Singapore-bound ship wary of asylum seekers diverts to Australia

The captain of a merchant ship bound for Singapore changed course for Australia this week for fear that desperate asylum seekers he had rescued in Indonesian waters would attack his crew, an official said Thursday.

Home Affairs Minister Jason Clare said the 67 would-be refugees could be deported to tent camps in the Pacific countries of Nauru or Papua New Guinea under new laws due to be passed by the Senate on Thursday aimed at deterring growing numbers of asylum seekers from attempting to make the dangerous journey to Australia by boat.

But the opposition has called for the asylum seekers to be charged with piracy for using threats to divert the 870-foot (265-meter) ship.

The asylum seekers were still near the main Indonesian island of Java in a crowded fishing boat headed for the Australian territory of Christmas Island, 250 miles (400 kilometers) to the south, when they made a distress call to Australian rescue authorities early Monday morning, Clare said.

The Australian authorities alerted all merchant shipping in the area, and Norwegian car carrier MV Parsifal was the first to respond.

Having fulfilled his obligation under maritime law to rescue the asylum seekers, the captain ordered his crew to continue to Singapore, the ship's intended destination.

"When the asylum seekers on the boat found out about this, they became very aggressive and the master of the ship made the decision to turn the vessel around and head to Christmas Island," Clare told Australian Broadcasting Corp. radio.

The captain, who has not been named, radioed the Australian Maritime Safety Authority to explain his decision.

"He made the point that he was concerned for his crew's safety and therefore decided to take the ship to Christmas Island," Clare said.

Clare said he did not have details of the behavior of the asylum seekers, reported by The West Australian newspaper to be Middle Eastern men.

But he was concerned that a ship's crew could feel threatened after rescuing seafarers in distress.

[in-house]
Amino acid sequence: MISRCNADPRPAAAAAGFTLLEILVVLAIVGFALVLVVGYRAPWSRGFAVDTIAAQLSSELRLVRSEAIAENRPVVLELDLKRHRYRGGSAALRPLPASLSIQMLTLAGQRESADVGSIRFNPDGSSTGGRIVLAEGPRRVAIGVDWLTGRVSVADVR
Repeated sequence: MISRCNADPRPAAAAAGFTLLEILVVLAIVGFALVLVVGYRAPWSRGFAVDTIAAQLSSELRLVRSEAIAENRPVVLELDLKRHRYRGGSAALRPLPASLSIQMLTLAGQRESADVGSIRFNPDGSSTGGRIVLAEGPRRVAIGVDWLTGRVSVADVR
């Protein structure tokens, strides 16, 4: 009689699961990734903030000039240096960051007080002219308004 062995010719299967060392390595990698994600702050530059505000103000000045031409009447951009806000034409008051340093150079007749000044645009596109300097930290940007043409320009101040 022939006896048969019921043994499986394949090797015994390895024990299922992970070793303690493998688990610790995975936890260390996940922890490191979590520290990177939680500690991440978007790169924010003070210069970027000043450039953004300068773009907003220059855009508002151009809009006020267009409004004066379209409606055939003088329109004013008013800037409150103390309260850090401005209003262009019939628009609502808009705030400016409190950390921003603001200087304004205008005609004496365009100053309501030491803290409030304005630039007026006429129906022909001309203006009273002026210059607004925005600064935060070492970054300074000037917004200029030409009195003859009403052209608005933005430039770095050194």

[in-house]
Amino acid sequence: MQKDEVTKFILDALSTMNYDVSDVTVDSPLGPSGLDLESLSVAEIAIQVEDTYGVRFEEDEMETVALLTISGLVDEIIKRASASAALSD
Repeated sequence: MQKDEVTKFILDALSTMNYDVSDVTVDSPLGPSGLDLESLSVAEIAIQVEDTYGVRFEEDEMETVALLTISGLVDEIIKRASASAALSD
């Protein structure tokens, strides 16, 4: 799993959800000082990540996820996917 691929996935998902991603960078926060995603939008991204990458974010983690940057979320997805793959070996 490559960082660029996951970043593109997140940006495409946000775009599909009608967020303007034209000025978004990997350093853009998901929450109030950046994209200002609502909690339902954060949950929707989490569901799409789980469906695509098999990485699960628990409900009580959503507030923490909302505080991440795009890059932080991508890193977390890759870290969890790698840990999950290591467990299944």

"It shows you just how dangerous it can be out on the high seas when you've got desperate people doing dangerous things," Clare said.

The asylum seekers were delivered to the immigration detention center on Christmas Island late Tuesday, hours after the government warned that any new boat arrivals could be sent to Nauru, a tiny atoll, or an island off Papua New Guinea, Australia's nearest neighbor, to have their refugee claims assessed.

The minor Greens party has condemned the plan as cruel.

The Australian Federal Police would not immediately say Thursday whether the asylum seekers were under criminal investigation.

Opposition immigration spokesman Scott Morrison described their apparent threat of violence toward their rescuers as "outrageous."

"They shouldn't be being assessed (as refugees), they should be being investigated for potential crimes of piracy that carries a life sentence under our Crimes Act," Morrison told reporters.

Prime Minister Julia Gillard declined to say whether the asylum seekers should be questioned by police.

"If anyone in any circumstance anywhere engages in unlawful conduct, then of course that unlawful conduct should be acted upon," she told reporters.

Australian National University international law professor Don Rothwell said Australia had jurisdiction to prosecute for an act of piracy anywhere in the world. He did not give an opinion on whether the asylum seekers' alleged conduct fit the legal definition of piracy.

Clare said military reconnaissance teams would fly to Papua New Guinea on Thursday and Nauru on Friday to plan the new detention camps. He expects the first asylum seekers to be sent to Nauru within a month, although an agreement has yet to be finalized with that country's government.

More than 7,600 asylum seekers -- many from war-torn countries, including Afghanistan, Iraq and Sri Lanka -- have reached Christmas Island in more than 100 boats so far this year.

A surge in boat arrivals and the deaths of more than 600 asylum seekers at sea in the past three years has prompted a tougher government stance.